“A country is considered the more civilised the more the wisdom and efficiency of its laws hinder a weak man from becoming too weak and a powerful one too powerful.”

— Primo Levi, If This Is a Man

“A lake is the landscape’s most beautiful and expressive feature. It is earth’s eye; looking into which the beholder measures the depth of his own nature.”

— Henry David Thoreau, Walden

I recently finished re-reading Merton’s The Seven Storey Mountain, one of my favourite books. Now, I am dipping into the multi-volume edition of his letters. All of the books are secondhand copies, and I am sure that some of them have their own stories to tell. My copy of the first volume once sat on the shelves of a branch of The New York Public Library at 455 Fifth Avenue in Mid-Manhattan.

The letters are collected according to theme. There’s a volume of correspondence covering Merton‘s close friendships; there’s one devoted to poetry, literature, and the vocation of writing; and yet another two that deal with religious experience. The fifth and final volume collects together his letters on “Times of Crisis”. I think I might start with that one.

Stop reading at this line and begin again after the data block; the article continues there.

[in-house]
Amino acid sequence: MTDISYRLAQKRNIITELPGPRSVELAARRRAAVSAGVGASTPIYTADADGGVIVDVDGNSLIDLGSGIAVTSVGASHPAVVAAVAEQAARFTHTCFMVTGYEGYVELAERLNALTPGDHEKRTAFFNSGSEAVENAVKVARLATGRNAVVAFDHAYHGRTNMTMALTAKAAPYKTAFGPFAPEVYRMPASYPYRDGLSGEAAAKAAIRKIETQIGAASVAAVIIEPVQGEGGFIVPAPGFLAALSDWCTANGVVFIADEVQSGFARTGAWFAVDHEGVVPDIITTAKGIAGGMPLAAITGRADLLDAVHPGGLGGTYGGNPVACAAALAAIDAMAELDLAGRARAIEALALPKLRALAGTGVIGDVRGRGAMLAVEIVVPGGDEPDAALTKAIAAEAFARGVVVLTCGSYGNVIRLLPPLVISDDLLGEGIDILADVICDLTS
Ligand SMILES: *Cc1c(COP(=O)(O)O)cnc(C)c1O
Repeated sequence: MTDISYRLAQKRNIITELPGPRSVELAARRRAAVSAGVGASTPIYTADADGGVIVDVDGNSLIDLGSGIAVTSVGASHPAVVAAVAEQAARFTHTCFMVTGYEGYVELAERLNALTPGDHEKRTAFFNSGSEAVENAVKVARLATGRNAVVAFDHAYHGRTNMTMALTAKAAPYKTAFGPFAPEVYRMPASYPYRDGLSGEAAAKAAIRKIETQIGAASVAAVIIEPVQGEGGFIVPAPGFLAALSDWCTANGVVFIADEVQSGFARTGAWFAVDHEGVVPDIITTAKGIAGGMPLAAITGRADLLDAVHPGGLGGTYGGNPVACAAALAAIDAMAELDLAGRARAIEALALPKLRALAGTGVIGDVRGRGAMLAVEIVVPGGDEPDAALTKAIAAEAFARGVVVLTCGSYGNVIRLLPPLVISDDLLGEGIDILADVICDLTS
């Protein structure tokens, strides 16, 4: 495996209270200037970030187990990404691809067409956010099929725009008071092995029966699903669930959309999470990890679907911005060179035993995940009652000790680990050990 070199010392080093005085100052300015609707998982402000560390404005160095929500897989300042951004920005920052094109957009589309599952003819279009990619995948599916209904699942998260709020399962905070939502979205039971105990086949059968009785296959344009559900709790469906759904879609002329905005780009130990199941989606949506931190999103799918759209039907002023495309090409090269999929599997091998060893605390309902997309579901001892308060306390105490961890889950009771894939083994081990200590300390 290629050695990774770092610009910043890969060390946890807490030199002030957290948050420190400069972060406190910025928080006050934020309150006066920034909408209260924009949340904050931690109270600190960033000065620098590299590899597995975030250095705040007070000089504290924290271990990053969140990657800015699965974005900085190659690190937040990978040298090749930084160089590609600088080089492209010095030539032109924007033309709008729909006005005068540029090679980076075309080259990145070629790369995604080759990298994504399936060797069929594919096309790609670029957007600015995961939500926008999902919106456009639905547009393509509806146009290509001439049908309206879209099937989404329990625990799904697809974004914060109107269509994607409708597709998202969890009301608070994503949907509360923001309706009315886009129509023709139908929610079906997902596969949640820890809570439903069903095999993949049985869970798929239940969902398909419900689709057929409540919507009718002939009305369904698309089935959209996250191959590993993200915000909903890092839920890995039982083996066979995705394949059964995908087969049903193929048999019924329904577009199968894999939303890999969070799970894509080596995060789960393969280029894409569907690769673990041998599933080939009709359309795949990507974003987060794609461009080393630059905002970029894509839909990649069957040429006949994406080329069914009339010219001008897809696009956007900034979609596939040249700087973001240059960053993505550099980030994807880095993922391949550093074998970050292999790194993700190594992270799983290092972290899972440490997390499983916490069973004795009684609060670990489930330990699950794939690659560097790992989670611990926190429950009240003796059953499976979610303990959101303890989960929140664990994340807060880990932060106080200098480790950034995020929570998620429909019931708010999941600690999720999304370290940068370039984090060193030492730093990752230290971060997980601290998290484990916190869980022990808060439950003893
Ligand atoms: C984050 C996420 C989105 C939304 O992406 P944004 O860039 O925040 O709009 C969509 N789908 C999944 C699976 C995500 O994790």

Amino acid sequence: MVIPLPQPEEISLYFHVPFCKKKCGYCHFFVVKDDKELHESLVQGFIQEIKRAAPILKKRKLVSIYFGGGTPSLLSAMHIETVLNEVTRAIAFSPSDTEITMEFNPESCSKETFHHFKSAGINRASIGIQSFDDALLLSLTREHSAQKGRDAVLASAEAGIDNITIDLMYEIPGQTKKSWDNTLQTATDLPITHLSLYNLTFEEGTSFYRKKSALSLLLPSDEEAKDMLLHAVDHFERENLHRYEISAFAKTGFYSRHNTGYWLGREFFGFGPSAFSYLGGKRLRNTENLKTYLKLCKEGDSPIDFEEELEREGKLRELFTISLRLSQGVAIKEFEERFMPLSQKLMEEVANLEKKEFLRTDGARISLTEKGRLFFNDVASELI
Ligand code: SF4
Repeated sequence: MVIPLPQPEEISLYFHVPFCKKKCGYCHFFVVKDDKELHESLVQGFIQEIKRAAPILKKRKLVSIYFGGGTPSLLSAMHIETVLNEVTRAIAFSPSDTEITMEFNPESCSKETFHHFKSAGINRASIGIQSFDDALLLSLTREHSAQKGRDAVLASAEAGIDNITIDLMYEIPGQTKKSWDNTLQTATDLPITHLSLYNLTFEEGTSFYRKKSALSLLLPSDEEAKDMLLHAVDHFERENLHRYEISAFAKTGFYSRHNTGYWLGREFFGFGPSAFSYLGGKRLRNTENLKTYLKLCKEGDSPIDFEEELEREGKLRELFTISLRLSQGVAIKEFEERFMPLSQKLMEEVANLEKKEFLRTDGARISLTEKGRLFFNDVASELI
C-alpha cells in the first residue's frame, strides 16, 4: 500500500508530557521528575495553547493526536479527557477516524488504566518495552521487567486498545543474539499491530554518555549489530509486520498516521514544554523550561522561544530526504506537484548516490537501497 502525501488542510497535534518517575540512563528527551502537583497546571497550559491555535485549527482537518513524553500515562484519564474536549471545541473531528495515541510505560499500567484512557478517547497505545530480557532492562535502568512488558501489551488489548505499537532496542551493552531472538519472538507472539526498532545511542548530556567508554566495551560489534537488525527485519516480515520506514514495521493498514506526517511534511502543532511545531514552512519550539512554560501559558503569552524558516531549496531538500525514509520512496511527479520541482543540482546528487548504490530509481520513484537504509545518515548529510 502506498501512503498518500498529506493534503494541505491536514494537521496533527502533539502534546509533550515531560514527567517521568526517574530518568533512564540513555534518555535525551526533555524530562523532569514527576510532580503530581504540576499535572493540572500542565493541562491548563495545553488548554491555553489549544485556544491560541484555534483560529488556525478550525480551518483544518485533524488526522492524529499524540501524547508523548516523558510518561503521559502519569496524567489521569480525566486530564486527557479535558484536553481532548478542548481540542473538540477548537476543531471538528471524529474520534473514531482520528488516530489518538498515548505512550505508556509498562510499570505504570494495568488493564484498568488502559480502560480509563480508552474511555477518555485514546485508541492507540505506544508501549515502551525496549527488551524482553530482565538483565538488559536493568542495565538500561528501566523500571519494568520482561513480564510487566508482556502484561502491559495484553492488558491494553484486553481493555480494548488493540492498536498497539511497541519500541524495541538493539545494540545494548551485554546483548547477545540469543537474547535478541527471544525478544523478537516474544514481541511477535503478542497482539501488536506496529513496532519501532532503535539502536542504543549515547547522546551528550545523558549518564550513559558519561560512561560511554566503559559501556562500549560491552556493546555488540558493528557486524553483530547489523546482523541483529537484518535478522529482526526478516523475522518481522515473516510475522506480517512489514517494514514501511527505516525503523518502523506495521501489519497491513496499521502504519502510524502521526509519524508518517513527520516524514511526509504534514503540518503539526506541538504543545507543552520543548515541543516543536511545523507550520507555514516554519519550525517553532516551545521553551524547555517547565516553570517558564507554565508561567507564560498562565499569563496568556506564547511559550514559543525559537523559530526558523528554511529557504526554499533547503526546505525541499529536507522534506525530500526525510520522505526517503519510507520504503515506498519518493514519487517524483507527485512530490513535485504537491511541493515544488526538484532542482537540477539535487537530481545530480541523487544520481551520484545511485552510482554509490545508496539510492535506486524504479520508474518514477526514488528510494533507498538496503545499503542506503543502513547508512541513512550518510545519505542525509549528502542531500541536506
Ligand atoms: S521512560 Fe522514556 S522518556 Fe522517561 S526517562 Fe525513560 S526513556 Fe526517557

Sad to hear that Deirdre Bair, who wrote the first major biography of Samuel Beckett, has died at the age of 84. Her work continues to exert an influence on contemporary Beckett scholarship, to say nothing of its inspiration to modern practitioners and performers of his writing. She also wrote a biographies of Simone de Beauvoir, Anaïs NinCarl JungSaul Steinberg and Al Capone. Most recently, she was the author of Parisian Lives: Samuel Beckett, Simone de Beauvoir and Me – a Memoir. She will be sorely missed.

Neil Genzlinger has written an obituary for Bair in The New York Times.

The coronavirus has sparked a widespread cultural revaluation of writers who touched on themes of solitude in their work. Holland Carter takes a look at Henry David Thoreau’s WALDEN, and suggests that “there’s plenty to learn from standing still”. Source: The New York Times.


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tolstoy

“Evidently salvation is not to be found by increasing the comforts and pleasures of life, medical treatments, artificial teeth and hair, breathing exercises, massage, and so forth; […] It is impossible to remedy this by any amusements, comforts, or powders – it can only be remedied by a change of life.”

— Leo Tolstoy, ‘What then must we do?’ (trans. Aylmer Maude)